Government and laws are the agreement we all make to secure everyone's freedom.

          by Simplify on Tue Nov 13, 2012 at 03:51:12 PM PST

          [ Parent ]

  •  Not how Ammendments work (4+ / 0-)
    Recommended by:
    tle, erush1345, TiaRachel, FG

    I see what you are going for but.....

    1.  Right to vote.. this is covered by the 14th amendment.  And things like equal, free and fair would be covered under the "equal Protection clause

    2.  This directly and literally contradicts other portions of the Constitution (notably Art II, Sec 1) that grants the States explicit authority in managing their elections.  Remember, the federal government only exists as a representative body of the collection of States.  The one thing we still follow very closely about the founding document is the separation of powers.

    3.  Im not sure what this even means but it sounds like a combination of the federal power-grab of your second point (which the Constitution forbids) and a lot of campaign finance reform (which is Constitutionally questionable on the grounds of Free Speech)

    4.  The constitution is not the US Code of Laws.  it is the Framework that defines where governing power resides and how those powers relate to each other and the body politic.  The Federal government already has the power to set penalties for Federal Crimes.   You would have to pass this as some kind of law in the USC.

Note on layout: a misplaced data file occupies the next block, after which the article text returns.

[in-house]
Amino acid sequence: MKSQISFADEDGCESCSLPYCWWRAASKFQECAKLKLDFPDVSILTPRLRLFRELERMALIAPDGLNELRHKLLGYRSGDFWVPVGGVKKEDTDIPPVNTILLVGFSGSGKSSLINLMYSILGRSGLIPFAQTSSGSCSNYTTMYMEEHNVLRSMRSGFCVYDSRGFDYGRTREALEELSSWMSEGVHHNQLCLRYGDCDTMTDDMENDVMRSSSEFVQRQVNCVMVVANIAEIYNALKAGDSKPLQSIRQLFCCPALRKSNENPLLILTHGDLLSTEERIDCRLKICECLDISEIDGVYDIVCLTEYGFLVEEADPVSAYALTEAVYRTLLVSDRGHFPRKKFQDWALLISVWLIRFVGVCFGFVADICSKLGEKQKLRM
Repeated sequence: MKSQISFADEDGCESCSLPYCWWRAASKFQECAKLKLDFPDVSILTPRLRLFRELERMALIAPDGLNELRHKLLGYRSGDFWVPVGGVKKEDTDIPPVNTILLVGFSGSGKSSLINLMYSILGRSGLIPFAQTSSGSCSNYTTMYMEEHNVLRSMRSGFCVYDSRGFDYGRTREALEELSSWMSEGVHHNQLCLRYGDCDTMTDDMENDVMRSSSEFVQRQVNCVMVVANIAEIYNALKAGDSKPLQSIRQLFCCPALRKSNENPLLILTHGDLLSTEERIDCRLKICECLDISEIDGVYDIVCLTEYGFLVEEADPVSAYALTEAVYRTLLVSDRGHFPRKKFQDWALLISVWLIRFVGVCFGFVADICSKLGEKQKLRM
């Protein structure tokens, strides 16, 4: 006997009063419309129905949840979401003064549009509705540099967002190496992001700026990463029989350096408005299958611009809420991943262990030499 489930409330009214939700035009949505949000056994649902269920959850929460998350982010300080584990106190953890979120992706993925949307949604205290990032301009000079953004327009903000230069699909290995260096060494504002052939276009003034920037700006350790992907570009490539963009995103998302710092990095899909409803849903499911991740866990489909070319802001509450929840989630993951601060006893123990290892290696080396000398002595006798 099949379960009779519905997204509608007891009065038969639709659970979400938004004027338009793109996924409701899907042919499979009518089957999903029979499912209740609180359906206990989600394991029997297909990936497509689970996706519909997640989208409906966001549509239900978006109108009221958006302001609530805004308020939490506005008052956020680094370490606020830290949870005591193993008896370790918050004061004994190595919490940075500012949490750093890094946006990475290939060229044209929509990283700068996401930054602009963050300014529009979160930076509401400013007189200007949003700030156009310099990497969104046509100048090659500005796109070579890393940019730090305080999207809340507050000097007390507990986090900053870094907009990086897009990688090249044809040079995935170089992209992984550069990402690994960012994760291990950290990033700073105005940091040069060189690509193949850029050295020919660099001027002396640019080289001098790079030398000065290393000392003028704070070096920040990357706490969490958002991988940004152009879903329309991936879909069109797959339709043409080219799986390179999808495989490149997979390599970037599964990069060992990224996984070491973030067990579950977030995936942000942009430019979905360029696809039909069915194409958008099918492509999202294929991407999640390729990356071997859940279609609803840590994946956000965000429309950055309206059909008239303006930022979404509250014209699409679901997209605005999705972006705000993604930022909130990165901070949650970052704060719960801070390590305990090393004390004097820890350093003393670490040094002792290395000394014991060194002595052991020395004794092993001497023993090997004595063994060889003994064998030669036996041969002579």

Currently, as mentioned above, this is a state-level regulation, so any state law about election tampering, etc would incur state-level penalties.  Changing this, again, requires a re-write of the federalist ideals of the Constitution by usurping the State's rights of managing their own elections.

    Lastly, if you are putting these things into the Constitution, they become Civil Rights.; therefore, the breech of these rights would be grounds for a CIVIL SUIT.  Criminal prosecutions require a higher burden of proof about intent, malice, etc and can only be brought to court by authorized agents of the State, at the state or federal level.  You as an individual can not bring a grievance to a courtroom seeking the incarceration of another citizen.